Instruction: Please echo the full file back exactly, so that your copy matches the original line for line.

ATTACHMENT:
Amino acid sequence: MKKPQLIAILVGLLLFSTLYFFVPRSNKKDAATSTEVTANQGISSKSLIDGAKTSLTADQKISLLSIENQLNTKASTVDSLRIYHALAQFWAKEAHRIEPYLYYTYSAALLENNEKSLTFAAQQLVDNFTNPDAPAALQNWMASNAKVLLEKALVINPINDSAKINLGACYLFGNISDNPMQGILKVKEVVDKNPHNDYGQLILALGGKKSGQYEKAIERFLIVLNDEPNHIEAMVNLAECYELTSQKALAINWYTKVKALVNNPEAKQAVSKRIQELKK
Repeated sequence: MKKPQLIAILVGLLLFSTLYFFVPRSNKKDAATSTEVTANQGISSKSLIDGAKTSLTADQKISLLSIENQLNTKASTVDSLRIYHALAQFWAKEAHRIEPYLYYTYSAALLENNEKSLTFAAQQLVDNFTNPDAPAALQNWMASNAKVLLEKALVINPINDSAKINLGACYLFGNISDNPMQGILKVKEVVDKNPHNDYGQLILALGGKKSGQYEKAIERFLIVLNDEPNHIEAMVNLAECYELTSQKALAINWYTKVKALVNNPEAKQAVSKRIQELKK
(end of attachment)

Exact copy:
Amino acid sequence: MKKPQLIAILVGLLLFSTLYFFVPRSNKKDAATSTEVTANQGISSKSLIDGAKTSLTADQKISLLSIENQLNTKASTVDSLRIYHALAQFWAKEAHRIEPYLYYTYSAALLENNEKSLTFAAQQLVDNFTNPDAPAALQNWMASNAKVLLEKALVINPINDSAKINLGACYLFGNISDNPMQGILKVKEVVDKNPHNDYGQLILALGGKKSGQYEKAIERFLIVLNDEPNHIEAMVNLAECYELTSQKALAINWYTKVKALVNNPEAKQAVSKRIQELKK
Repeated sequence: MKKPQLIAILVGLLLFSTLYFFVPRSNKKDAATSTEVTANQGISSKSLIDGAKTSLTADQKISLLSIENQLNTKASTVDSLRIYHALAQFWAKEAHRIEPYLYYTYSAALLENNEKSLTFAAQQLVDNFTNPDAPAALQNWMASNAKVLLEKALVINPINDSAKINLGACYLFGNISDNPMQGILKVKEVVDKNPHNDYGQLILALGGKKSGQYEKAIERFLIVLNDEPNHIEAMVNLAECYELTSQKALAINWYTKVKALVNNPEAKQAVSKRIQELKK